ZinioforLibraries_1New users, please note: When you go to download the app, be sure to choose the Zinio for Libraries app with the white background and dark colored Z. If you see the regular Zinio app with the dark square and Zinio name in white, that is the app that has all that extra commercial content. Your login information will *not* work on the commercial app.

Already Use Zinio? Read the rest of this entry »

5 books that I have not read

by on April 24th, 2015

At least I haven’t read them in the way that most people read books. I mostly read nonfiction, usually how to do or make something instead of just facts. I rarely read books cover to cover. I skim them and find the parts that either have the information I am looking for or a part that grabs my attention. That makes writing about books a little more difficult for me. While searching through my Reading History to find something to write about I noticed a few recurring themes.

I have always been fascinated by patterns. One small thing repeated over and over can create something big and beautiful. This has been a repeating pattern in my reading history. I would check them out, head to the craft store for supplies and see what I could make. Below are a few of many I have checked out and have not read.

 

The complete book of decorative knots

knotMy parents were a little confused when I asked for a book about Turk’s head knots for Christmas a few years ago. But it came with a little, adjustable tool and hundreds of knot patterns to make. The Library doesn’t own that book, but we do have several about knots. The complete book of decorative knots is one I have checked out several times. It is well illustrated and covers Turk’s heads as well as globe knots, mats and a variety of other knots which look pretty cool when done.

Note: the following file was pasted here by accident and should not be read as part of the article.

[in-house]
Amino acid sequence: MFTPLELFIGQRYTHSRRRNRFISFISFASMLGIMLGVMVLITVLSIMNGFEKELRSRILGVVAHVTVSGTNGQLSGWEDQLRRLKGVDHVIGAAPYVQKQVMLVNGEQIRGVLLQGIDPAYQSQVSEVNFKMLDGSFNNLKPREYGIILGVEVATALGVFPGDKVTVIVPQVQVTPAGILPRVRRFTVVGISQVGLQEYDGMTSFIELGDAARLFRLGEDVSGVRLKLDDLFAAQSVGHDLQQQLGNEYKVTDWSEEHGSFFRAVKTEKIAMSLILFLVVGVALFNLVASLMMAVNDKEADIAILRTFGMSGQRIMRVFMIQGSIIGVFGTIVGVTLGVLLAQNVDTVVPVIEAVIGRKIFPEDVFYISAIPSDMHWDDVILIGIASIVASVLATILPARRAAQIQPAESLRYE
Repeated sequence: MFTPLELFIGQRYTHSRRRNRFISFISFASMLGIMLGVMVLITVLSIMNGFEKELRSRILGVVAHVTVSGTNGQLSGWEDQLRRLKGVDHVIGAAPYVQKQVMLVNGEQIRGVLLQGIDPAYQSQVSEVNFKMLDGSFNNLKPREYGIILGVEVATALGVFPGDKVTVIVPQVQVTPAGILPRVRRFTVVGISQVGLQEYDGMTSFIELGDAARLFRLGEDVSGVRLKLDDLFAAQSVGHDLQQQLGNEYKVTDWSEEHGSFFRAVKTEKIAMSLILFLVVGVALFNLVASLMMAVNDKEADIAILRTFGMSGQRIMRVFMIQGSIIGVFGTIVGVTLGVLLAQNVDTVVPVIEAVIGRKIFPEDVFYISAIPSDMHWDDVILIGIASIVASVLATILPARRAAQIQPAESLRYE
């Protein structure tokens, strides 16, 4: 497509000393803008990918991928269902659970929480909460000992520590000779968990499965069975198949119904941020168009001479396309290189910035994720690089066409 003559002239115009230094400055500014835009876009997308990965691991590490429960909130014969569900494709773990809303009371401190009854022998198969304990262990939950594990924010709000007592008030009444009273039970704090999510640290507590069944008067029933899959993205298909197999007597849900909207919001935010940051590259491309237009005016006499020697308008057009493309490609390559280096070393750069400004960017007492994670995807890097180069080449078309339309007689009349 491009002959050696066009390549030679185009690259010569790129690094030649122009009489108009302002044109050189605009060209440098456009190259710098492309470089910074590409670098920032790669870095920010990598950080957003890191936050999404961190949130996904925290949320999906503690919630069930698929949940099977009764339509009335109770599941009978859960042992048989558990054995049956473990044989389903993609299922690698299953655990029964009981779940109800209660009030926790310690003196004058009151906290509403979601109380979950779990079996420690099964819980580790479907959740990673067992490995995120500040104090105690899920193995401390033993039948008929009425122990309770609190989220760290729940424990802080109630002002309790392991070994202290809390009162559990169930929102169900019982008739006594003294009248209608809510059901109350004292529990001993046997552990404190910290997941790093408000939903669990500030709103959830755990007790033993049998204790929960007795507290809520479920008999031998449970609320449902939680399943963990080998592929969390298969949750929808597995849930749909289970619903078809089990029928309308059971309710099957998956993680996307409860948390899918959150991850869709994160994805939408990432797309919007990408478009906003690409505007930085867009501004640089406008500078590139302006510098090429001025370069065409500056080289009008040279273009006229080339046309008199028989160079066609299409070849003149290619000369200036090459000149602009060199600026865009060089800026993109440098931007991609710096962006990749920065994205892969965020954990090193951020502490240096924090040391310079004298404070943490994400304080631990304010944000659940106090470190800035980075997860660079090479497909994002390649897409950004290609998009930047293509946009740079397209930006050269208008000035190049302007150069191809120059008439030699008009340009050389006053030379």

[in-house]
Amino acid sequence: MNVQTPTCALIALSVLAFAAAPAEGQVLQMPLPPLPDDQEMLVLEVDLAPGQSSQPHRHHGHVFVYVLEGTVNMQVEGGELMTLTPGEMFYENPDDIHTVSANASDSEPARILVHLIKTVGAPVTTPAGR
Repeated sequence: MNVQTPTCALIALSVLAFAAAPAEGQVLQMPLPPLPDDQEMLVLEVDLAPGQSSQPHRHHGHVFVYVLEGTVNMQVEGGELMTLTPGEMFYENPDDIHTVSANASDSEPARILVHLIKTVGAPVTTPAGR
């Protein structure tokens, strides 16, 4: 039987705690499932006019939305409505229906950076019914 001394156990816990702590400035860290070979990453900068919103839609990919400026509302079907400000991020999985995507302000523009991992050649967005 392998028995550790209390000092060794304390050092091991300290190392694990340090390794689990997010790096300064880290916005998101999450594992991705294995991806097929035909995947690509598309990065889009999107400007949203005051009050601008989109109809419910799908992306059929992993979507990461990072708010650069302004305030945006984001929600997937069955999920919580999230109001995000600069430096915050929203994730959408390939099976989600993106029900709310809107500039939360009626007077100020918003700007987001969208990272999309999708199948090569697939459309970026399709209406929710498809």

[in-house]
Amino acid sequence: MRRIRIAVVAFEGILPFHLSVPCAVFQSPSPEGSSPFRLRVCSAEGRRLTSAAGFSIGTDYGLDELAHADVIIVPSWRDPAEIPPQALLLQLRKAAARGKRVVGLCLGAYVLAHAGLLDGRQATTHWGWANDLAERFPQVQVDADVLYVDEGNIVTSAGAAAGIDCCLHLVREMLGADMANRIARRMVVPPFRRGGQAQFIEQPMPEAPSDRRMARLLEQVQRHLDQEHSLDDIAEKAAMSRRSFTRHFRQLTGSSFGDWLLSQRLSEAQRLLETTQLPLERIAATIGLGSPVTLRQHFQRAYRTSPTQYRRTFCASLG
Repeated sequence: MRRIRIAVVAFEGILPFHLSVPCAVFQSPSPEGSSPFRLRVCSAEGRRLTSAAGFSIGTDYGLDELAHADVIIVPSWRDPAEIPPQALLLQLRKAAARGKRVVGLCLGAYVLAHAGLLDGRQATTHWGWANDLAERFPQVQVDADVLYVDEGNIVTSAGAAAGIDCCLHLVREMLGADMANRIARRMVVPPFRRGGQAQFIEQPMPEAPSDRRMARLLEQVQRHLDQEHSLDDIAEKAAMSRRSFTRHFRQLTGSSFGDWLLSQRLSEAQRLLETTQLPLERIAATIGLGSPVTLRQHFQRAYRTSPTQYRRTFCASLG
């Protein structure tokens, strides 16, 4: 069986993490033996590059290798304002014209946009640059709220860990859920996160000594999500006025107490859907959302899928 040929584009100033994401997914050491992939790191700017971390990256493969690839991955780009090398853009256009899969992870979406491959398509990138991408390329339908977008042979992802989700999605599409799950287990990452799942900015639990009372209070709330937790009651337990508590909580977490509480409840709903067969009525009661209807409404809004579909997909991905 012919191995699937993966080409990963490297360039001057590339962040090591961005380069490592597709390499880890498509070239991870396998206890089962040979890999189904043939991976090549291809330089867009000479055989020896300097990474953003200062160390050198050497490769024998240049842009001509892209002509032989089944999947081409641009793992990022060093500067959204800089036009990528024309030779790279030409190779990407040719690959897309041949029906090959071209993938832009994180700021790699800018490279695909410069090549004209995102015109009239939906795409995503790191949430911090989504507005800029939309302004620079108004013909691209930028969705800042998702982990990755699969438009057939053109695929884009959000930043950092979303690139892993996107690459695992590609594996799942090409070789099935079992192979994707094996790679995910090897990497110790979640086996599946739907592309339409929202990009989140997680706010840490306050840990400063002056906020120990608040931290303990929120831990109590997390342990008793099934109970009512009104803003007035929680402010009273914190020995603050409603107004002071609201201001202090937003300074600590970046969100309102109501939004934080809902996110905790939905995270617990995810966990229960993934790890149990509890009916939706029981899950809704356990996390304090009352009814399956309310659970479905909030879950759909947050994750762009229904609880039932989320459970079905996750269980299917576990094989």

Chain maille jewelry workshop

chainFor a little while I was slightly obsessed with chain mail, as well as Viking knitting. The Library has several books which cover the basics of making chain mail. I think all of them have projects that they work through step by step. Most also have gallery sections to show what various artists have created with chain mail to help you find some inspiration.

 

 

 

Origami tessellations

tessI liked this so much that I bought my own copy. This involves a LOT of paper folding to make grids and then making patterns by folding the grid in different ways. These look great and if you put a light behind it you get a totally different pattern. Twofer! I adapted one of these patterns to make a lamp shade for a lamp I built.

 

 

 

Unit polyhedron origami

unitThis is another one that I bought. Also another one that I used for two lamp shades. Basically this is folding a piece of paper into a interlocking shape and then doing that over and over until you have enough of these shapes to assemble them into a variety of larger geometric shapes.

 

 

 

Arm and finger knitting

armBefore the Library owned this book I made a great infinity scarf for my significant other. I was kind of excited to find out we had purchased this book. Personally I didn’t care much for most of the projects in it but it does still show how to arm knit in general. Once you know that you can go out and find or make your own patterns to knit.

 

 

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On Air: The ICPL Podcast Episode 11

by on April 24th, 2015

Episode 11 of On Air: The ICPL Podcast is now available.on-air-the-icpl-podcast-large

This month the gang discusses when to quit an ongoing series, as well as entertainment binge-consuming and book clubs!

00:50: What we’re reading/watching/listening to. Brian- “Fadeout” by Ed Brubaker and Sean Phillips

01:46: Jason- “Vesper for a New Dark Age” by Missy Mazzoli

03:25: Roomfull of Teeth

04:11: Meredith- “A Little Something Different” by Sandy Hall

06:04: Melody- “Dead Heat” by Patricia Briggs

07:05: When do you quit reading a Series?

18:45: TV Binge-Watching

22:33: Binge Listening Music

26:25: Consuming Comic Books

29:45: Melody- Online Book Clubs

30:00: Facebook, A Year in Books

31:30: Literary Classics Online Book Club

33:23: Good Reads

34:22: Vaginal Fantasy, Led by Felicia Day

36:30: Discussion on Classic, In-Person Book Clubs

On Air: The ICPL podcast can be accessed here, or from iTunes or Stitcher.

 

Celebrate Local History with Weber on Wednesday at ICPL

by on April 24th, 2015

Are you ready to be WOWed?